"Do you think that Jennifer Aniston looks the way she does on billboards? It's an unattainable ideal."
Such female ideals, created by the smoke and mirrors of Photoshop, are dangerous. The cultural imperative to be thinner, prettier, younger, plays havoc on our psyche. It affects every aspect of our lives – dating, friendship, going for promotions at work.
Some may question why it really matters. Surely, women's responses to such content is pretty irrelevant, in a world of climate change and Donald Trump.
"Yes, people may think this is all a bit irrelevant, that there are bigger things to worry about," says Frances-White. "But until we stop having these feelings of competition towards other women, until we stop carrying such shame, we need to keep fighting against it."
If the 21st century woman walks around all day feeling not good enough, it's an indictment on us as a society. And it's unlikely you'd find the equivalent in the male experience.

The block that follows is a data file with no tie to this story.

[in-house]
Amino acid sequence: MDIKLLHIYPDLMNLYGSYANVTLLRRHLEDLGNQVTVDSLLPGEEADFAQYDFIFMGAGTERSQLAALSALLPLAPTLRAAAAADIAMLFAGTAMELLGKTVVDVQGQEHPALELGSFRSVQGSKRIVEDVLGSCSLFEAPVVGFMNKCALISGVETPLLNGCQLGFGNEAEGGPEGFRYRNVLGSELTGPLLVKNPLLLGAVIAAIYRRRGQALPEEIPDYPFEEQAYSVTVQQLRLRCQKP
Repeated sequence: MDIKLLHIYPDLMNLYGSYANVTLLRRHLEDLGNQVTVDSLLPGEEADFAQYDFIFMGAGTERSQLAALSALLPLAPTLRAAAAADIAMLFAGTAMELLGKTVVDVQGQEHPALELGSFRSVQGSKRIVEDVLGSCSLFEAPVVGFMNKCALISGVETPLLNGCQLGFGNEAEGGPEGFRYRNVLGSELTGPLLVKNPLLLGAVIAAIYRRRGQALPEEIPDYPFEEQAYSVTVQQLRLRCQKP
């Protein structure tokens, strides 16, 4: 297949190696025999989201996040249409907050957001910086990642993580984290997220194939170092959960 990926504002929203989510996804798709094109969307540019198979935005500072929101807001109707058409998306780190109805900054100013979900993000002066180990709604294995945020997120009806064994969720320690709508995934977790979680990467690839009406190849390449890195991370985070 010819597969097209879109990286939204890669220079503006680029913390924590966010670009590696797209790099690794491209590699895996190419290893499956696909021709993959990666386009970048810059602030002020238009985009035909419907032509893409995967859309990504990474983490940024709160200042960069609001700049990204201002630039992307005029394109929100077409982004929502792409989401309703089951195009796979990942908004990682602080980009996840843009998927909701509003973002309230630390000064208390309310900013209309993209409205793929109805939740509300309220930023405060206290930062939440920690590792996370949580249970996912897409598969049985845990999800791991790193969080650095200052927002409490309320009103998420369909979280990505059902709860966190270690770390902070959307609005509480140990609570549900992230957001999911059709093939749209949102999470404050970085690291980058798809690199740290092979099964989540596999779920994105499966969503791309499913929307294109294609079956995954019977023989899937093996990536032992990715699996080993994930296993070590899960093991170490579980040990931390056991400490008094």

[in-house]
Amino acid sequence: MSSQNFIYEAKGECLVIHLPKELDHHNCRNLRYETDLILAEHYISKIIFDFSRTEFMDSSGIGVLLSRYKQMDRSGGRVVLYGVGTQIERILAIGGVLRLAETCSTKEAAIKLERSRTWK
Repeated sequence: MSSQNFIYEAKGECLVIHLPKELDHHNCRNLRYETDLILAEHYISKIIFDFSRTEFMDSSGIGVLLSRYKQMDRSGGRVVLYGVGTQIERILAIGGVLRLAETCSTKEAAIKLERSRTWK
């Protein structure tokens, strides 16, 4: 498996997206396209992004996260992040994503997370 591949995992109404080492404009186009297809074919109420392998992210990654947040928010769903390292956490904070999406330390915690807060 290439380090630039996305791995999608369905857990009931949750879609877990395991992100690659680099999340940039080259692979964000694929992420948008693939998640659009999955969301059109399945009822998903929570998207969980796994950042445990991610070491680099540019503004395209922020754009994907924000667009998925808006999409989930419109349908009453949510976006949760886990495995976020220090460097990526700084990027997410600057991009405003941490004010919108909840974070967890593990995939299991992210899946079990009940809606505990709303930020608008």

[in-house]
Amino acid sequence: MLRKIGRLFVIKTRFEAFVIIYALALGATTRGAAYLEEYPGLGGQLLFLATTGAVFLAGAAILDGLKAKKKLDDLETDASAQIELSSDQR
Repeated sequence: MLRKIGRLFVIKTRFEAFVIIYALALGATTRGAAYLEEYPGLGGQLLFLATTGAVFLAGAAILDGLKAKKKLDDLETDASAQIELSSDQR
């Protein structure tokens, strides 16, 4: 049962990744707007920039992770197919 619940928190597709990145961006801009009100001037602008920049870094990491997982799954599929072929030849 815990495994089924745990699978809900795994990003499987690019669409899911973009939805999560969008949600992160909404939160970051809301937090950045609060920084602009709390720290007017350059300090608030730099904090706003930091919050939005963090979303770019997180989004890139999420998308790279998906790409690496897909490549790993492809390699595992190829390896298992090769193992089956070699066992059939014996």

"Sure, men can have body issues, but do you believe that if a man is applying for a bigger role, his appearance comes into it? They are more likely to see that as irrelevant, to view themselves as a perfectly good example of his genre."
So, what do we do? As feminist, "can we have our cake and eat it too" – literally?
Frances-White believes we can but first we need to radically reimagine our relationship with food. It sounds deceptively simple. Eat when you're hungry. Stop when you're full. Break the "binge-diet" cycle.
"Eat what you want, when you are hungry," she says. "But listen to your body. You might want a doughnut; you may want five doughnuts. But after a while your body will start to crave vegetables and fruit."
She is a huge proponent of "mindful eating" – bringing awareness into the process of food consumption.